Preacher Sy Seng Manee (48), known as Pastor Seetoud, was found dead on 23 October at the edge of a forest near his home village of Donkeo, Nakai district, in central Laos’ Khammouane province. He had been missing for three days and Christian leaders said his body was severely disfigured and showed signs of torture. Pastor Seetoud’s Bible was found close to his body and his motorbike was nearby on the road. His body was taken to hospital and he was buried on 24 October.
Pastor Seetoud worked with the Lao Evangelical Church, one of three officially-recognised denominations in Laos along with the Seventh-day Adventist and Roman Catholic churches, and was recognised as a Bible teacher, although he also worked as a farmer to earn a living. He had been arrested and briefly detained in 2018 for evangelism.
Pastor Seetoud planned to attend a Christian meeting on 20 October in Thakhek, about 100 km from his home, but he failed to arrive and more than twenty people searched for him on a nearby mountain pass and at a local hospital, without success. A local resident later found his body in a ditch off a mountain road near the village and uploaded photos of the scene to Facebook, enabling the search party to find the body on 23 October.
A local witness (a soldier from nearby Wangheen village) said that on 20 October he saw three men get out of a black truck with no licence plates and seize another man, push him violently into the truck and drive away. The witness, who requested anonymity for security reasons, said he assumed the authorities were arresting a drug dealer or other criminal but that after hearing about the preacher’s death he realised that the man being abducted was Pastor Seetoud and he then alerted villagers.
The pastor (pictured) leaves a wife and eight children, who are being supported by the Lao Evangelical Church. “No words can describe the pain that Seetoud’s family and the local churches are experiencing,” a church leader said. “The great injustice about the whole situation is that those in authority were either directly or indirectly involved in Seetoud’s murder.”
Church leaders say provincial police officials told them that Pastor Seetoud was likely killed because of his faith, while Lao Evangelical Church leaders said police officers at provincial level suspect he was killed by local officials at district level. According to church leaders his frequent trips to Thakhek were monitored and since July he had received warnings from village authorities, relatives and neighbours to stop his Christian activities, with threats of harm if he continued to share his faith.
Thakhek provincial and district police are investigating the pastor’s death but a Christian villager said he now fears for his own safety because the same thing might happen to him and other Christians in the village. “If the murderers are not arrested, it will strongly affect the Christian community,” he told Radio Free Asia.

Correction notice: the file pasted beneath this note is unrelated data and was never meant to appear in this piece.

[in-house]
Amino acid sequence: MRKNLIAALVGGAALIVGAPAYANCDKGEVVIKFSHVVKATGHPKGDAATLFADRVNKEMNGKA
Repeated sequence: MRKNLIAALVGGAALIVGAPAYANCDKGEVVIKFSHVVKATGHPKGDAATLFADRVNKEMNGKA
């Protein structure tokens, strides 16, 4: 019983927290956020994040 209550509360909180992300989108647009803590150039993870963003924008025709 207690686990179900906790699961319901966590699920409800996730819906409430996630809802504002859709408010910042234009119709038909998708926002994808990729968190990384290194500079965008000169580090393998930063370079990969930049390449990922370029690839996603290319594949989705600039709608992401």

In August 2018 local police arrested Pastor Seetoud for evangelism (hosting a church service in his home) and tried to force him to sign a document renouncing his faith and pledging to stop preaching. The pastor refused and police detained him in the village school for three days. Local Christians said he was accused of holding an “illegal gathering” although his home services had been going on for more than three years.
Pastor Seetoud was released after provincial police were notified and he paid a fine. Continuing to hold church services in his home, he developed stronger ties with the Lao Evangelical Church of Khammouane Province, which has a church building in Thakhek, with members meeting in homes throughout the province.
The pastor and his family left animism for Christianity in 2015, but village authorities and local police said Christianity was incompatible with traditional beliefs and denied Pastor Seetoud and his family access to drinking water and other basic rights.
Growth and opposition
Lao People’s Democratic Republic is a socialist, authoritarian one-party state which is around 60 percent Buddhist and 32 percent animist, although ancestral spirit worship is often blended with Buddhist beliefs. The government recognises Buddhism, Christianity, Islam and the Baha’i faith, but gives priority to Buddhism. The Ministry for Home Affairs and the Lao Front for National Development strictly regulate all religious institutions and Christianity is closely monitored.
The Lao constitution guarantees religious freedom and a 2019 religion law grants citizens equal rights before the law regarding belief or non-belief, but Christians say this is largely ignored in rural areas where they face opposition from residents or local officials. Local officials in rural areas often harass Christians and sometimes expel them from their villages and confiscate their property.
Speaking after Pastor Seetoud’s death, a preacher from Nakai district who asked not to be named explained, “Each district is different in terms of other religious beliefs. Some provinces are strict and some are loose when it comes to harassment.”
Laos has been experiencing rapid church growth, which is of great concern to those who see Christianity as a Western religion and do not want it to interfere with local worship of idols and spirits, and persecution of Christians has increased in the past two years, particularly in the south of the country.
In 2021, ministry leaders in Khammouane province said they baptised thousands of people and planted more than sixty churches, but local church leaders said they are being watched and fear for their lives.
(Morning Star News, Radio Free Asia)
Images: Morning Star News